A Moroccan appeals court has upheld the convictions of several men accused of homosexual acts.
At least four of the six defendants in the case in central Morocco were convicted July 2 on charges that included “lewd or unnatural acts with an individual of the same sex,” according to Human Rights Watch.
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The appeals court in the city of Beni Mellal upheld the conviction of the men solely on the basis of statements that they made while in police custody. All six had repudiated those statements at the trial, asserting they had only signed them because of police threats, one of the defense lawyers, Hadda Maidar, told Human Rights Watch.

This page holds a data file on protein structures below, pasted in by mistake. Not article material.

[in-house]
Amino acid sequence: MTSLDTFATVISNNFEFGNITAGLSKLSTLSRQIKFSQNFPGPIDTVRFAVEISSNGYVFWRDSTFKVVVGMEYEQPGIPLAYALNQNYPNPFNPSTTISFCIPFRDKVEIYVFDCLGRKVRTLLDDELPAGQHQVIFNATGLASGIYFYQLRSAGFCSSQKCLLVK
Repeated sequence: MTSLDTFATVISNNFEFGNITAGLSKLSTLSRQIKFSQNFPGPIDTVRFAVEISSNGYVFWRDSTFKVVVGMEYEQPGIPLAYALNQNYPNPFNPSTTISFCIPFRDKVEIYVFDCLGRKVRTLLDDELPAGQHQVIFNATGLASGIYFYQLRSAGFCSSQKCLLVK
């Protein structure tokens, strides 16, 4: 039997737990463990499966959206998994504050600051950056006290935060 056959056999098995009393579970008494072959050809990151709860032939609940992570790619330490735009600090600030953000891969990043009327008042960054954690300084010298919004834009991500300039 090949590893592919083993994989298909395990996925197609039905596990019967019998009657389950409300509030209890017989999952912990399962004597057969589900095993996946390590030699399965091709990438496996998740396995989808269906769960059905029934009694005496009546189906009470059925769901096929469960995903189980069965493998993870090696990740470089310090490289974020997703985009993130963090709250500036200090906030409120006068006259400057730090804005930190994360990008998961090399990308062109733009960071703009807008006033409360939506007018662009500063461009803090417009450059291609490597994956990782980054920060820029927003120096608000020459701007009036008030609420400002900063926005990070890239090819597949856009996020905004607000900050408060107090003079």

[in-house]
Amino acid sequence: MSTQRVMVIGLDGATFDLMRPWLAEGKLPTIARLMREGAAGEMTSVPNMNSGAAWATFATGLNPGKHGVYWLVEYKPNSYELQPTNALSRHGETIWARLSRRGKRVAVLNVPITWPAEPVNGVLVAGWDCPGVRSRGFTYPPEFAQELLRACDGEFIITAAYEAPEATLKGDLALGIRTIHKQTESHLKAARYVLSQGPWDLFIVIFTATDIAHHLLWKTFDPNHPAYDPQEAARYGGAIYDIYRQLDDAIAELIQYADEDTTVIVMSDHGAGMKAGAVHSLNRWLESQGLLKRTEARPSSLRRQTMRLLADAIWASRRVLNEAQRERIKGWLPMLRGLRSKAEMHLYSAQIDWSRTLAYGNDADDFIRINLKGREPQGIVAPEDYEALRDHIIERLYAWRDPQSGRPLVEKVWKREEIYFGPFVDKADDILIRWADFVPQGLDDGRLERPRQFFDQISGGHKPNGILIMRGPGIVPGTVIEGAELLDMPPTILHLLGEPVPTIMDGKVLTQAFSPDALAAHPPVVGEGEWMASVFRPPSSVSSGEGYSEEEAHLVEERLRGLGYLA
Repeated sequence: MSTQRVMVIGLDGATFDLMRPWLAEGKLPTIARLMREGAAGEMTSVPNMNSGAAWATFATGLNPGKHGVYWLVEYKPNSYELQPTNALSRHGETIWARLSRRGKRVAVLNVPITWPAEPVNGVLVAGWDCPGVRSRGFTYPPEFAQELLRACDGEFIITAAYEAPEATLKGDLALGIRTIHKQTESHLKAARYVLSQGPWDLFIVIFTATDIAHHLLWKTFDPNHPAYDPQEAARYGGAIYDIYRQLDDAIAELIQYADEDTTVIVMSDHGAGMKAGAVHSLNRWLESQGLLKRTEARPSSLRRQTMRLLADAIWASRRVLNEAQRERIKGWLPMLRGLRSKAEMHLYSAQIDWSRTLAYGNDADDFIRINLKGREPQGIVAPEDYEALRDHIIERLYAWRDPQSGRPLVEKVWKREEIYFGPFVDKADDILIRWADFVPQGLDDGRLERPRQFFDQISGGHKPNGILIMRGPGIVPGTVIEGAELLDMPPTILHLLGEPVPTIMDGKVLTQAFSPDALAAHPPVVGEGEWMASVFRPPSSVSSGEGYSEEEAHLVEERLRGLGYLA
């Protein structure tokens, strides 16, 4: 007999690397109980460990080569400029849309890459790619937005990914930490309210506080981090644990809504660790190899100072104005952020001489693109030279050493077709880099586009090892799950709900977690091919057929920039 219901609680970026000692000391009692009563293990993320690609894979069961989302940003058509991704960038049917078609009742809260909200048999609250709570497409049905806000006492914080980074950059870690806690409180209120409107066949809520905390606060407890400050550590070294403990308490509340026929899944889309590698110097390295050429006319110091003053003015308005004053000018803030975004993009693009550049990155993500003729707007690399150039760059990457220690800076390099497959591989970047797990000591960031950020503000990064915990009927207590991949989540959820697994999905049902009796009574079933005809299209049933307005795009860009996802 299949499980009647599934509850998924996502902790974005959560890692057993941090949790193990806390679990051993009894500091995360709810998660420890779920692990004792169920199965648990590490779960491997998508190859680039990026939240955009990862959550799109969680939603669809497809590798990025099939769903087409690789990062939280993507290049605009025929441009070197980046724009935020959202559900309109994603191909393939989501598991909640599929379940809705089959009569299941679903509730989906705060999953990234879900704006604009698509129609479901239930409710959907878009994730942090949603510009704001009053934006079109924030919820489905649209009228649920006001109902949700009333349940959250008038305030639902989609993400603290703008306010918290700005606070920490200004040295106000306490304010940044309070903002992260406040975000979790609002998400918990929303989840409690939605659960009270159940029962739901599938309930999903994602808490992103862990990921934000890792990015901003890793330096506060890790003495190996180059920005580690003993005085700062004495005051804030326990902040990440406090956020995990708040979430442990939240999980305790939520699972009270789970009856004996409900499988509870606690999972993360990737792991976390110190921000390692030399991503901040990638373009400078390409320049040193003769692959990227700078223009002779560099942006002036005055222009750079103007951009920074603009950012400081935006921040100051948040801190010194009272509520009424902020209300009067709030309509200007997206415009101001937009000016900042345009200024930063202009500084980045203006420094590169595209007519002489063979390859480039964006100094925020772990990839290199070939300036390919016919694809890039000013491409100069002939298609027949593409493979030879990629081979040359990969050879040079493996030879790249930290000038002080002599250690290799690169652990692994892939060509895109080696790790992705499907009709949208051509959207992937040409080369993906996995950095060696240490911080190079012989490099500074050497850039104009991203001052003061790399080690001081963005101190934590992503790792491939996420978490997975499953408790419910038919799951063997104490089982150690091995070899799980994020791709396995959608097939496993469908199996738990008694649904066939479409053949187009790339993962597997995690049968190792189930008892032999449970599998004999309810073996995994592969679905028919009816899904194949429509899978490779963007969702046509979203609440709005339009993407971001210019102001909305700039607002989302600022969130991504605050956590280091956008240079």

The court called no witnesses and reviewed no other evidence, and all of the defendants denied in court that they were gay, she said.
“Moroccan authorities should stop prosecuting and jailing people for their intimate behavior with other consenting adults,” said Sarah Leah Whitson, Middle East and North Africa director at Human Rights Watch. “Whatever the sexual orientation of these six defendants, they shouldn’t face criminal penalties because of it.”
Article 489 of the Penal Code of Morocco criminalizes “lewd or unnatural acts with an individual of the same sex.”
Same-sex sexual activity in Morocco and can be punished by up to 3 years imprisonment and a fine of 1200 dirhams (about $150 USD). The legal status of LGBT people living in Morocco stems largely from traditional Islamic morality, which views homosexuality as a sign of immorality.